Why do people rape?

Aishwarya Visweswaran Words of Freedom Leave a Comment

In India, a woman is raped every 15 minutes as per the National Crime Records Bureau. And this ghastly statistic is only based on the total tally of rape cases that get reported at all.

There is no need to further highlight the gory details of these crimes that have gripped India for generations now. But the need to find a permanent solution to the issue cannot be put off any more.

To really reach a conclusive answer to the problem, it is essential to at least try and understand the cause. In an effort to do so, the last Weekly Your View asked you to tell us what you consider the biggest cause for rape in India. There are several popularly held opinions regarding why rapes occur but to broadly categorize the responses of our 28 pol takers, 28% suggested poor law enforcement mechanisms as the cause while 36% believed it was a problem in our social structure. Another 36% felt it was a problem in the attitudes of people towards gender violence. All three of these issues are equally relevant. The only way forward would then be to tackle all three causes of the issue. Altering social structures or changing people’s mindsets are not impossible, yet these are solutions that take a long time and should be consistently worked on. Meanwhile, improvements in law enforcement are the quickest reforms we can achieve as they lie in the hands of the state.

It is the duty of the state to provide safety to its citizens. The police are agents of the state in ensuring law and order. But today, their inefficiency, apathy and even their abuse of power makes them a crucial cause for inaction against perpetrators of sexual offences. Most people in fact fear going to the police station to report a crime. The lack of accountability to check their actions gives the police immense authority to use violence to their benefit. Despite having several procedural protocols in place to tackle various crimes, there is no transparency to check their efficiency. Victims of sexual violence are the worst affected by this lack of trust in the police force.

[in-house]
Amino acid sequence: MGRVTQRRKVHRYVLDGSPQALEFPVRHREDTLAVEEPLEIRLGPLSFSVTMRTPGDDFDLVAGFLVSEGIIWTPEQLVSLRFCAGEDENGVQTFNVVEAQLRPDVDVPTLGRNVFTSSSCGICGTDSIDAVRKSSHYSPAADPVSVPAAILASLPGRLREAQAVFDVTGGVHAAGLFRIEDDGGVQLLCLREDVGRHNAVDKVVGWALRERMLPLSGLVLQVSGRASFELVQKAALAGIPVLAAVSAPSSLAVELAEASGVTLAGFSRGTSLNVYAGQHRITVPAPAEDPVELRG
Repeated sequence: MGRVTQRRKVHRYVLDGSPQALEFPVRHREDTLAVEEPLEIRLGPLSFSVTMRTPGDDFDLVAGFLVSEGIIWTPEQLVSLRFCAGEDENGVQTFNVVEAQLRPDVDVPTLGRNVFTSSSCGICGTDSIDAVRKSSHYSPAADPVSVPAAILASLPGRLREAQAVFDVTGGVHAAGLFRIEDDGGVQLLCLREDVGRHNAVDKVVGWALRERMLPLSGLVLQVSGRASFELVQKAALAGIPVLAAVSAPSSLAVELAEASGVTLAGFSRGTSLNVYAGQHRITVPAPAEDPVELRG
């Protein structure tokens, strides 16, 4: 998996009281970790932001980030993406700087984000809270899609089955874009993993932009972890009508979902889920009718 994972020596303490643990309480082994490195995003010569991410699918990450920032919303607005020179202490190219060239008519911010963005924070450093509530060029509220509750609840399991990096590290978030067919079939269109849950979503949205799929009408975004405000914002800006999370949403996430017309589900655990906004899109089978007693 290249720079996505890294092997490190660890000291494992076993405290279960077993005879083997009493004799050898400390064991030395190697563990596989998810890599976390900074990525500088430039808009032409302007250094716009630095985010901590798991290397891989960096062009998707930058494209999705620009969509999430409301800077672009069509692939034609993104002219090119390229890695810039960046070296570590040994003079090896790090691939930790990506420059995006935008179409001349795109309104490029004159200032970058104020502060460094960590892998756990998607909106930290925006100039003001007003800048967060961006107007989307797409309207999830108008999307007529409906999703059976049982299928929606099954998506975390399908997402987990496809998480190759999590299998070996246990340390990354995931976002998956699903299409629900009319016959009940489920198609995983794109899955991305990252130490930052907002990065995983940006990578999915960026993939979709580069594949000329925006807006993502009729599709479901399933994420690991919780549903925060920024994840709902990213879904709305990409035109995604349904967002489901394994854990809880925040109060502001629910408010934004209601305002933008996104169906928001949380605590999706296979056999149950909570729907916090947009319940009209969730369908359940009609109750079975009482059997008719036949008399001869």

A very important reason for the low rates of conviction in cases of sexual violence is faulty evidence due to shoddy police investigation. The lack of care in handling biological evidence which are vital to the investigation of sexual crimes cannot be excused. Right from the time a case of rape is reported, the police are supposed to ensure all measures are taken to restore the victim’s physical and mental health. But poor training of police officers today has led them to harass and victimize the person further. The social mind set we are trying to fight that reinforces patriarchy and tolerance for sexual predation is the very same that guides these officers. Hence, they are equally responsible for adding to the trauma a rape victim has to go through.

Moreover, many of our respondents felt that delayed justice and inadequate punishment fail to act as deterrents to others. A study by the UNDP in South Asia titled ‘Why do men rape?’ (2013) showed that 72-97% of men who have committed rape in South Asia go without legal consequence for their actions. This kind of impunity is directly related to poor policing as most of the accused are easily let off due to lack of compelling evidence. While the lack of speedy trials is a problem, deterrents come from certainty of punishment rather than quantum. People would be dissuaded from sexual offences if they know that they would surely be caught and punished for the same. Irrespective of social and economic conditions, the fear of a guaranteed penalty for one’s actions would act as the strongest and most efficient deterrent.

All this boils down to increased efficiency, accountability and transparency in the police force- changes that can be brought about by the government. Political will has successfully altered social structure in the past. An example close to home would be that of Sati, a practice quite prevalent in 17th Century India. But an act of legislation that outlawed Sati in 1829 went a long way in nearly wiping out the primitive funeral practice. Today, Sati is an unthinkable offence that has strict repercussions for the perpetrators. Similarly, sexual violence too can be greatly curbed if the government improves the law enforcement mechanisms and guarantees its citizens a safe state. And the only way to do so is to implement the long overdue police reforms.